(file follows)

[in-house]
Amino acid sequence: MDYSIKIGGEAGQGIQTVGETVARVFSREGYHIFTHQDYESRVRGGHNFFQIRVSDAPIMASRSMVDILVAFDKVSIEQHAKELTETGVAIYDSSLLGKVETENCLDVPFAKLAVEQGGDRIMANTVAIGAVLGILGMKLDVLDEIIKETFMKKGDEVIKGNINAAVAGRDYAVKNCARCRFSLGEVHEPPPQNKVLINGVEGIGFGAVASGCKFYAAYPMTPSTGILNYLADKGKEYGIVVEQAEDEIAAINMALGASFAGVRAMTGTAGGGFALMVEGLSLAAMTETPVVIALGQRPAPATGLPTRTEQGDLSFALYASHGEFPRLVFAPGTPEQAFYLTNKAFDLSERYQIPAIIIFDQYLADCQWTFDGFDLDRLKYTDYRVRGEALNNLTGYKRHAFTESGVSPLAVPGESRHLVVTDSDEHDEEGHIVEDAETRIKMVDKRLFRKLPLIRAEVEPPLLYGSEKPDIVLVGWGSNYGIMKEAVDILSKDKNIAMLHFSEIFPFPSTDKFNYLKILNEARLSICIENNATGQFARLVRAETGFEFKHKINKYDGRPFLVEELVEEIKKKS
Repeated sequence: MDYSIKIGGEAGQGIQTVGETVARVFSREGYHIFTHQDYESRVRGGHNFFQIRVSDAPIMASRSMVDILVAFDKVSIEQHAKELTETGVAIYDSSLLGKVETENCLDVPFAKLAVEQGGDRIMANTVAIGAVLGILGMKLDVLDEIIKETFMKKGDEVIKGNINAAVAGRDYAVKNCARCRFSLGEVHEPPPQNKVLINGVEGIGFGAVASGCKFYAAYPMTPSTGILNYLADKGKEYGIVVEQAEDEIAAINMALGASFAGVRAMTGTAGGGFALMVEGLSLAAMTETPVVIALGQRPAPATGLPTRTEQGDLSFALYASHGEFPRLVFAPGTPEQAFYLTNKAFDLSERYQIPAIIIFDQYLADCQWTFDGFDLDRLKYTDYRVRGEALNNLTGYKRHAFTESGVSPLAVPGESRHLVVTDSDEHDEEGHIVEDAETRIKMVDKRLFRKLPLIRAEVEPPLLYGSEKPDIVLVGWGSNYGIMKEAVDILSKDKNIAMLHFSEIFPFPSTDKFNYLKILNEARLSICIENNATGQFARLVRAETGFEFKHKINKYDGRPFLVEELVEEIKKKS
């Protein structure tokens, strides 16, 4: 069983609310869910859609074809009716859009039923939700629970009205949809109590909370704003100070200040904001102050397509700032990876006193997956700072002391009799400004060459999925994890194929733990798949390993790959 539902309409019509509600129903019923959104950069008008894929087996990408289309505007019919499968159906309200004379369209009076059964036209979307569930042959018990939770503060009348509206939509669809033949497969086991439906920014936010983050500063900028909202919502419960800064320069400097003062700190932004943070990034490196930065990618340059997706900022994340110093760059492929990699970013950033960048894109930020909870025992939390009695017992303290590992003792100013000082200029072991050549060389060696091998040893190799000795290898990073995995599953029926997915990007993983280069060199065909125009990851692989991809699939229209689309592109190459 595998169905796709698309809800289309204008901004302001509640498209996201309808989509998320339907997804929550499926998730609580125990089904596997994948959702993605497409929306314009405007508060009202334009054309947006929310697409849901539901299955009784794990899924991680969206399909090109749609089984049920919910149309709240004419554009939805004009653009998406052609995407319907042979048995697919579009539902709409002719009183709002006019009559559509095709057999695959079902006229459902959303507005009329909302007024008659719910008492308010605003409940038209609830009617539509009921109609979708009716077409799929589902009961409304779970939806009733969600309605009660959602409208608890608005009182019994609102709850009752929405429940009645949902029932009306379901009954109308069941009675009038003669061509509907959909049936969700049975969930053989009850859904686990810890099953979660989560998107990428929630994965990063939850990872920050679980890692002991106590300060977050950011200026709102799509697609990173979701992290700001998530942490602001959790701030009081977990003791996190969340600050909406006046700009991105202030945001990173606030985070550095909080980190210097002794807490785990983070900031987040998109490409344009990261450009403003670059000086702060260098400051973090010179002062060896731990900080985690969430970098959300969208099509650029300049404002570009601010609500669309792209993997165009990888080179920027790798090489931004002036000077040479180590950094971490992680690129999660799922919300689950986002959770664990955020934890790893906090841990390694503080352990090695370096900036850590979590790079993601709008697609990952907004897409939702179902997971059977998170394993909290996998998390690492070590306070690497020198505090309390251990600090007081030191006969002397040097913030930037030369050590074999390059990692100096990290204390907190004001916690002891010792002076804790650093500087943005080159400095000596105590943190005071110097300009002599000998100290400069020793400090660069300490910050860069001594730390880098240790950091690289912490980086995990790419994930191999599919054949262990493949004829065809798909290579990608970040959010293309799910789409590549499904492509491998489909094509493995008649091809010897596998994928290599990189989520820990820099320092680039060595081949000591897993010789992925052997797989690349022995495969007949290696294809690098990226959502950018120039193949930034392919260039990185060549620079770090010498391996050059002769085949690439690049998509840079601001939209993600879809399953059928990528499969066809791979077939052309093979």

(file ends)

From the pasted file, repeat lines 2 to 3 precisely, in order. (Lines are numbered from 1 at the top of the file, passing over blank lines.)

Amino acid sequence: MDYSIKIGGEAGQGIQTVGETVARVFSREGYHIFTHQDYESRVRGGHNFFQIRVSDAPIMASRSMVDILVAFDKVSIEQHAKELTETGVAIYDSSLLGKVETENCLDVPFAKLAVEQGGDRIMANTVAIGAVLGILGMKLDVLDEIIKETFMKKGDEVIKGNINAAVAGRDYAVKNCARCRFSLGEVHEPPPQNKVLINGVEGIGFGAVASGCKFYAAYPMTPSTGILNYLADKGKEYGIVVEQAEDEIAAINMALGASFAGVRAMTGTAGGGFALMVEGLSLAAMTETPVVIALGQRPAPATGLPTRTEQGDLSFALYASHGEFPRLVFAPGTPEQAFYLTNKAFDLSERYQIPAIIIFDQYLADCQWTFDGFDLDRLKYTDYRVRGEALNNLTGYKRHAFTESGVSPLAVPGESRHLVVTDSDEHDEEGHIVEDAETRIKMVDKRLFRKLPLIRAEVEPPLLYGSEKPDIVLVGWGSNYGIMKEAVDILSKDKNIAMLHFSEIFPFPSTDKFNYLKILNEARLSICIENNATGQFARLVRAETGFEFKHKINKYDGRPFLVEELVEEIKKKS
Repeated sequence: MDYSIKIGGEAGQGIQTVGETVARVFSREGYHIFTHQDYESRVRGGHNFFQIRVSDAPIMASRSMVDILVAFDKVSIEQHAKELTETGVAIYDSSLLGKVETENCLDVPFAKLAVEQGGDRIMANTVAIGAVLGILGMKLDVLDEIIKETFMKKGDEVIKGNINAAVAGRDYAVKNCARCRFSLGEVHEPPPQNKVLINGVEGIGFGAVASGCKFYAAYPMTPSTGILNYLADKGKEYGIVVEQAEDEIAAINMALGASFAGVRAMTGTAGGGFALMVEGLSLAAMTETPVVIALGQRPAPATGLPTRTEQGDLSFALYASHGEFPRLVFAPGTPEQAFYLTNKAFDLSERYQIPAIIIFDQYLADCQWTFDGFDLDRLKYTDYRVRGEALNNLTGYKRHAFTESGVSPLAVPGESRHLVVTDSDEHDEEGHIVEDAETRIKMVDKRLFRKLPLIRAEVEPPLLYGSEKPDIVLVGWGSNYGIMKEAVDILSKDKNIAMLHFSEIFPFPSTDKFNYLKILNEARLSICIENNATGQFARLVRAETGFEFKHKINKYDGRPFLVEELVEEIKKKS